In May, as millions of quarantined and socially deprived Americans turned bored eyes to their smartphones, legal storms began to brew for TikTok, an app for sharing short-form mobile videos. The legal actions center on the company’s use of biometric data and other information collected from the network’s 800 million active monthly users.
Violation of Illinois’ Users’ Privacy Rights
Parents and legal guardians representing Illinois minors filed a lawsuit in the U.S. District Court for the Northern District of California. According to Illinois’ Biometric Information Privacy Act (BIPA), biometric information, like that gathered from scans (iris, fingerprint, and facial) is protected. This law specifies that a company can collect such user data only with the consumers’ consent, and it further stipulates that consumers must be informed about how the company will use the data they gather and how long they will keep it.
In another May lawsuit, Molly Janik, the guardian of another minor Illinois-based TikTok user, filed a class-action lawsuit against the company and its parent, ByteDance, for similar reasons. The case was filed in the United States District Court for the Northern District of Illinois Eastern Division.
Of particular concern to plaintiffs in the Janik biometric lawsuit is the fact that, while a bank account, phone number, or social security number can be changed when compromised, there is no recourse for an individual’s biometric data. It puts the user “at heightened risk for identity theft,” the claim states.
Illinois Biometric Privacy Acts and Facebook
This will not be the Illinois law’s first time at the social media rodeo. Facebook reached an agreement to pay $550 million to Illinois’ users of the social media network. The settlement followed a drawn-out legal battle wherein claimants argued that the platform’s facial tagging feature crossed lines in Illinois’ biometric privacy law.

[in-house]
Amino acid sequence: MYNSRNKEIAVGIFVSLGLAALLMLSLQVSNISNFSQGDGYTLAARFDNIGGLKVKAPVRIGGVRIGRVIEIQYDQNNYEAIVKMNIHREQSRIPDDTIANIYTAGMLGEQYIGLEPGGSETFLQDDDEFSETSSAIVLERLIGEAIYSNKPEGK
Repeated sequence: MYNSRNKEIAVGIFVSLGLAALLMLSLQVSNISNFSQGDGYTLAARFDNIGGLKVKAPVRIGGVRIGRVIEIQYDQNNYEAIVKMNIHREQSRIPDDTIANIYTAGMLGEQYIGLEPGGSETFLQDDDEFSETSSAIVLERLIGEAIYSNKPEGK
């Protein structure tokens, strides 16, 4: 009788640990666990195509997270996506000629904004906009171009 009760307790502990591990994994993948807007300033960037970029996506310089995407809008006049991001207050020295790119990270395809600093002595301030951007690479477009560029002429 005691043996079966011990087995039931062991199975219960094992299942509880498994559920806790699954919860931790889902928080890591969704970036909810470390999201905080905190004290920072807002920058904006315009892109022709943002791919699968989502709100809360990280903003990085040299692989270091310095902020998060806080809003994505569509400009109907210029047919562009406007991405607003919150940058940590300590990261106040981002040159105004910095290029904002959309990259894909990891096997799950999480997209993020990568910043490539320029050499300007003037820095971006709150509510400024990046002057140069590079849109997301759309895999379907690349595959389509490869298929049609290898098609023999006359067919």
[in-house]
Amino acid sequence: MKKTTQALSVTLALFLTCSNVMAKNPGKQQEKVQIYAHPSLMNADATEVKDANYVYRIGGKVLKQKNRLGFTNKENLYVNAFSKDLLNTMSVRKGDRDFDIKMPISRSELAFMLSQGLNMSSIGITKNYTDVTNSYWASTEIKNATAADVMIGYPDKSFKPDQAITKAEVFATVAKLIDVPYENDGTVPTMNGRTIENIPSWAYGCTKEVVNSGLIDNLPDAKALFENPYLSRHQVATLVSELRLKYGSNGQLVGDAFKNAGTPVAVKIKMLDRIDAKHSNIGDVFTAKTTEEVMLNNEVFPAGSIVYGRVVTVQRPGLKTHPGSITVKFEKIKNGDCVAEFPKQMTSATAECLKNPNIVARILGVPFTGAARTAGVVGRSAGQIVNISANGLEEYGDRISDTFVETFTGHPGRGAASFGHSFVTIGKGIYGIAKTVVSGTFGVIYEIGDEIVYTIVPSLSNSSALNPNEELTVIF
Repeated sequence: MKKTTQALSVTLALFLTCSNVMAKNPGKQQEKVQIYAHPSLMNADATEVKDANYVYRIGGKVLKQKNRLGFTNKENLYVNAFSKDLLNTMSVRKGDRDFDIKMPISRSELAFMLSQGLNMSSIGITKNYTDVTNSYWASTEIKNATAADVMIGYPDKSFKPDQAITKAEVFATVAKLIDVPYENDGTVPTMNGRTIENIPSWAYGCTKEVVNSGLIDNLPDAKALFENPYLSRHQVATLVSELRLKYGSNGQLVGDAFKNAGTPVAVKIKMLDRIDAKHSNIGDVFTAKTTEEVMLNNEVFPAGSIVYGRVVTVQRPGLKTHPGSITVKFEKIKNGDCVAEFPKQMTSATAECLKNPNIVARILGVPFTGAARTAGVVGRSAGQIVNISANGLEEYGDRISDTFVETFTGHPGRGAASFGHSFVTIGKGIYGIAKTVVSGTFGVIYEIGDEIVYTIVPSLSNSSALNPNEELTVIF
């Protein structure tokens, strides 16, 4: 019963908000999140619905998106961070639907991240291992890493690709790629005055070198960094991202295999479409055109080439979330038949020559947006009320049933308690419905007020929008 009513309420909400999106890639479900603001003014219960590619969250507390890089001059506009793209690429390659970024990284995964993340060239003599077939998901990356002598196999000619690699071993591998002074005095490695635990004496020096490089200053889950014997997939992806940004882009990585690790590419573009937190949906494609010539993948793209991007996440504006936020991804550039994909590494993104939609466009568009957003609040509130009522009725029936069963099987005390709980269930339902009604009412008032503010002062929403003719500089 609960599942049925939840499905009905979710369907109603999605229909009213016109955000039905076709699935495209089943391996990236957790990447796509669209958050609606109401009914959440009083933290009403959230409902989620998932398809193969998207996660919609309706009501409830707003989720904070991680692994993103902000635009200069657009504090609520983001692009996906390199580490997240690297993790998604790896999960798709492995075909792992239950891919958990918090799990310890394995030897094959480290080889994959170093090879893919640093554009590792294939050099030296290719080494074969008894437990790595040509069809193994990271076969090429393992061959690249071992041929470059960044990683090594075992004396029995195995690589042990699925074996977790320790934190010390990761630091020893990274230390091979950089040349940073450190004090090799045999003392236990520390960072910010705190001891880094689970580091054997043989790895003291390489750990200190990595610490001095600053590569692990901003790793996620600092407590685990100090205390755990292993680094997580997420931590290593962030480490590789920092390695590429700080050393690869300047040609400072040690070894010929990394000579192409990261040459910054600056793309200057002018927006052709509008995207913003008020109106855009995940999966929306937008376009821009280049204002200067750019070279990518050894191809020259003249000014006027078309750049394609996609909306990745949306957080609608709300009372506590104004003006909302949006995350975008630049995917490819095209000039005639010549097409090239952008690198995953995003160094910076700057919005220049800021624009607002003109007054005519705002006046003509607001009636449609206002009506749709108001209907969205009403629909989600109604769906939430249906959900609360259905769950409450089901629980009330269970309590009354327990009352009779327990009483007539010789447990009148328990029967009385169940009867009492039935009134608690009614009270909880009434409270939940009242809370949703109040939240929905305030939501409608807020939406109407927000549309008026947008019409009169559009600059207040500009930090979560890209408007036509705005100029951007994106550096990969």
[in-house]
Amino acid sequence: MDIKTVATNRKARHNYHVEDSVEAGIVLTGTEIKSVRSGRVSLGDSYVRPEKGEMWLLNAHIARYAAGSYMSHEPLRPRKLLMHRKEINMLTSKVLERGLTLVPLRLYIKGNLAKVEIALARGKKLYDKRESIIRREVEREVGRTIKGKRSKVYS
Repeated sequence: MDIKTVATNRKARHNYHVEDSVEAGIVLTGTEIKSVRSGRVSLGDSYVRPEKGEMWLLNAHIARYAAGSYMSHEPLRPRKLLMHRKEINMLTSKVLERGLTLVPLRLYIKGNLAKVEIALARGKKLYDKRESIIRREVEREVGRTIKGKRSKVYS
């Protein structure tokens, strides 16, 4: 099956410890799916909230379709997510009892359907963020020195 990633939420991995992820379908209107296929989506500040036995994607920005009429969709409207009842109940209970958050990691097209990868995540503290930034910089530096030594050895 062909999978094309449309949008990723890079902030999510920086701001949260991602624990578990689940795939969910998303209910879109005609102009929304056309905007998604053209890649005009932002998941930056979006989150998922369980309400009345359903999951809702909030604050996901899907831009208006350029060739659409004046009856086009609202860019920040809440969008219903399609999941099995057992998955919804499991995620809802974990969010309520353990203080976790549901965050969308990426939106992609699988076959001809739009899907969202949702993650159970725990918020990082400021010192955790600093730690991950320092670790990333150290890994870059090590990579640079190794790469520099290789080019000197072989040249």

The Possibility for Other States Following Suit
California, Texas, Washington, Arkansas, and New York all have their own version of BIPA, either via new statutes or expansion of existing legislation. Illinois, however, is the only state wherein the biometric law provides for a private right of action. Other states either reserve such actions for state attorneys general or they do not specifically address the issue of whether private parties can bring a lawsuit.
Children’s Online Privacy Act Violations
Also, in May, Center for Digital Democracy and Campaign for a Commercial Free Childhood led a group of advocacy organizations in filing a complaint against social media app TikTok. The complaint alleges that the app, which touts a deep user base of teens and kids, violates the Children’s Online Privacy Protection Act. The groups are also asking the Federal Trade Commission (FTC) to investigate the app, which is owned by Chinese parent company ByteDance, for its violation of last year’s consent decree, following TikTok agreement to pay a $5.7 million fine for overstepping child privacy rules.
In Case No. 2:19-cv-1439, plaintiffs claimed that the defendant, musical.ly (the former iteration of TikTok), knowingly collected information from children under the age of 13. The claim further alleged that the company failed to disclose this collection, how it would use the information, and various disclosure practices, thereby violating the COPPA Rule.
Furthermore, parents of child subscribers were not notified, nor was their consent sought, before collecting such information from under-13-aged users. Plaintiffs also claimed that the company failed to delete such user data when parents requested this action be taken, and the information was stored longer than what was deemed necessary to accomplish the purported function for which the app collected the data.
A Growing Concern
The COVID-19 pandemic has kicked Tiktok’s growth into hyperdrive. With Americans hunkering down in forced orders to shelter at home, the already immensely popular app saw 199 million downloads—a 51-percent increase since the same time last year, according to Sensor Tower.
The legal disputes currently playing out will no doubt seep out into greater populations as awareness of the data misuse spreads.